Decoding Diss’s past and debunking some myths
PUBLISHED: 11:41 25 May 2018
The history sleuths of Diss have been back at work, decoding an old photograph of the town and debunking a few myths about roadworks at the same time. Many look back on the days of yesteryear with a sepia tinted fondness, believing it was easier to get about with either no or far less traffic and little worry over road works.
But, a few Diss detectives with a good knowledge of the town’s history have put the record straight and revealed that just like many other towns and cities across the county, Diss has suffered from roadworks for decades.
Decoding an old photograph showing Mere Street at the turn of the 19th and 20th centuries, members of the Enjoy Diss More facebook group named shops and dated the image to somewhere in the first decade of the 20th century.
The photograph, taken looking down Mere Street from opposite Mere’s Mouth towards the Market place shows a quiet high street, with a few of the town’s businesses from days gone by including The Ship Inn, which was demolished in 1968.
Group member Philip Clarke said: “This photograph is a little harder to date than some, but I can say with absolute certainty that it cannot have been taken any later than 1910.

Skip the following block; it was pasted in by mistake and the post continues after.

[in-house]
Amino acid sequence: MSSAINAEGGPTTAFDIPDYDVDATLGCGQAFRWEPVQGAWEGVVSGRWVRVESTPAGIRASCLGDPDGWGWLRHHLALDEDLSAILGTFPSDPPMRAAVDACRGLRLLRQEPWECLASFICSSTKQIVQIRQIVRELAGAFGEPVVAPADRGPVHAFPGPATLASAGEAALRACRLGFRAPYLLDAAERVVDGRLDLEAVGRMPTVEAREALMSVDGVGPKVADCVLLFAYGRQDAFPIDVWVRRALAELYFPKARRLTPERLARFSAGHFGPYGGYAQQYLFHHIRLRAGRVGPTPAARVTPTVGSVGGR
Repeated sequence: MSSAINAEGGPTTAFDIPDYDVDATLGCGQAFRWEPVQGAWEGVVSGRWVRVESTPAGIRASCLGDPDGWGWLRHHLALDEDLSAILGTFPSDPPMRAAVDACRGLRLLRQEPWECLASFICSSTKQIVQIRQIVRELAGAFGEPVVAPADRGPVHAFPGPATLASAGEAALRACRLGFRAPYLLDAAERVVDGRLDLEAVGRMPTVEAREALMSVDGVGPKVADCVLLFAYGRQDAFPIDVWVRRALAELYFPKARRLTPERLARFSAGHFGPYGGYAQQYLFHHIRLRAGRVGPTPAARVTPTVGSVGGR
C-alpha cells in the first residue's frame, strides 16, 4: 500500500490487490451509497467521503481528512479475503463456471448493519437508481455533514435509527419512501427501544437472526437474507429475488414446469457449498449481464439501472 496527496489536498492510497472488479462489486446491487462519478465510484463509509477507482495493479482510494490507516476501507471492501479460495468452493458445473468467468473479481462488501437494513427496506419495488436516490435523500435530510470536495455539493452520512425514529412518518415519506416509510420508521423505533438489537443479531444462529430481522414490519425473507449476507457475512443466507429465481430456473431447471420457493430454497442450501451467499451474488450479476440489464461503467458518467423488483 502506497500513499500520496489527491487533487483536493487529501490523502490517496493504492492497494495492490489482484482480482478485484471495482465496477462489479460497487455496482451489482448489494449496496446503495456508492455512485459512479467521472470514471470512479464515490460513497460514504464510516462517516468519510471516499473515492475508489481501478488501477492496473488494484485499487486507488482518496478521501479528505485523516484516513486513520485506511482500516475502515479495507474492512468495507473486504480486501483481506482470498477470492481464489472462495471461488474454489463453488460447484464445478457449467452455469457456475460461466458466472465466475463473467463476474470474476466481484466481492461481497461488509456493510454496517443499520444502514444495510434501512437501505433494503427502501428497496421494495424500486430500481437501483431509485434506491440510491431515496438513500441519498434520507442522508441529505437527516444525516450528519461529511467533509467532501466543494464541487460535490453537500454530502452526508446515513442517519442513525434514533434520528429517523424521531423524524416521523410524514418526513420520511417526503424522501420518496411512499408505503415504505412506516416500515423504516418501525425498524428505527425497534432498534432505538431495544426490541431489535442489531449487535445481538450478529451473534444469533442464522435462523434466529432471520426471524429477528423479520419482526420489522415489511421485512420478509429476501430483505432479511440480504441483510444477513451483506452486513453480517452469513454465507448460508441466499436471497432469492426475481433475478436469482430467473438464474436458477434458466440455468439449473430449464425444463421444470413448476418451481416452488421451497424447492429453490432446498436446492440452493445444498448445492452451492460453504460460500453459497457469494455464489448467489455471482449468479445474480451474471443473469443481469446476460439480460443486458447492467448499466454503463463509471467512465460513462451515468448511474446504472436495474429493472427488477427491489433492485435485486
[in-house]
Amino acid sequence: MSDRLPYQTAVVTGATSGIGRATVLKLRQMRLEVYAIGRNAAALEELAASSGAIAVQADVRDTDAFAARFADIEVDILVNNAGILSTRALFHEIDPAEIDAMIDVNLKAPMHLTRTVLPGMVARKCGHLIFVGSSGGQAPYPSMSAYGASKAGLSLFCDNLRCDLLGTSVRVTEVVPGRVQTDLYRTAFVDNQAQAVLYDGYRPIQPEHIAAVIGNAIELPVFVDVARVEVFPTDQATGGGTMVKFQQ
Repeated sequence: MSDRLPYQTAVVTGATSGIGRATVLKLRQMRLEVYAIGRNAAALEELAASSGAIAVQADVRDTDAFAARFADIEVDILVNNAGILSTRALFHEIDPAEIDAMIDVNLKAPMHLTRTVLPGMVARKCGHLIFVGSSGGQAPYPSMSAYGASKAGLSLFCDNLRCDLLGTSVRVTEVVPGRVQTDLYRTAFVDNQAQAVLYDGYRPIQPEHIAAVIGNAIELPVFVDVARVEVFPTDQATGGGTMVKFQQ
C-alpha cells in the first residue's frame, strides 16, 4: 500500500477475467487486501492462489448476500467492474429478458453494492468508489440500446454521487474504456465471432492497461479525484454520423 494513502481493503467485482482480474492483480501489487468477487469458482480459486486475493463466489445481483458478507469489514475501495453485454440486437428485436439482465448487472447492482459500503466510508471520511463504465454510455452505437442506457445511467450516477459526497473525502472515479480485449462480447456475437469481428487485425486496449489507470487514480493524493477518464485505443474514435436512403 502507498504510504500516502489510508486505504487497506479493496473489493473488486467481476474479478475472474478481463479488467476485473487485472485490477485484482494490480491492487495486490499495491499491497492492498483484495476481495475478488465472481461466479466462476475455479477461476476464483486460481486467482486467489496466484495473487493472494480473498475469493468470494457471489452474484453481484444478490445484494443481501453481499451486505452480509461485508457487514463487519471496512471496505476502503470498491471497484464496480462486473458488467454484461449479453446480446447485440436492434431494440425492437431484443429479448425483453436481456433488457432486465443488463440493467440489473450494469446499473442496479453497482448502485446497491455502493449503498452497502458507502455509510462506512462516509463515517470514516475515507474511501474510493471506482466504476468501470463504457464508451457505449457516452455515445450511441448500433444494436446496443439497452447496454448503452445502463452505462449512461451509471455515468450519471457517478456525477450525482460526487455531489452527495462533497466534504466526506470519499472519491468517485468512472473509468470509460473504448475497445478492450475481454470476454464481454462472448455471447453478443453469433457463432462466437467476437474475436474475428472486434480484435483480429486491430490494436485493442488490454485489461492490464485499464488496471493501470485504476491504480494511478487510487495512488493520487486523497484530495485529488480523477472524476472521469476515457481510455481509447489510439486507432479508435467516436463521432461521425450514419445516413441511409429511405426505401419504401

Describing the buildings in the image Mr Clarke added: “In the far distance, we can see that four and five Mere Street (International Stores and the adjacent shop; the mock Tudor buildings) have not yet been rebuilt, so that would give us a definite latest date.
“At 42 Mere Street, we can see WJ Livock painted on the gable end. Although Mr Livock died in 1891, and the jewellers had become Livock & Moss by 1899, the sign wasn’t re-painted until much later.”
Using his knowledge Mr Clarke suggested the photograph was taken between 1900 and 1910.
But it was when one member commented on the apparent lack of roadworks that another image of the town revealed even more of Diss’s history and its road works.
Leading Brigitte Hewson to comment: “That’s a great picture of real life.”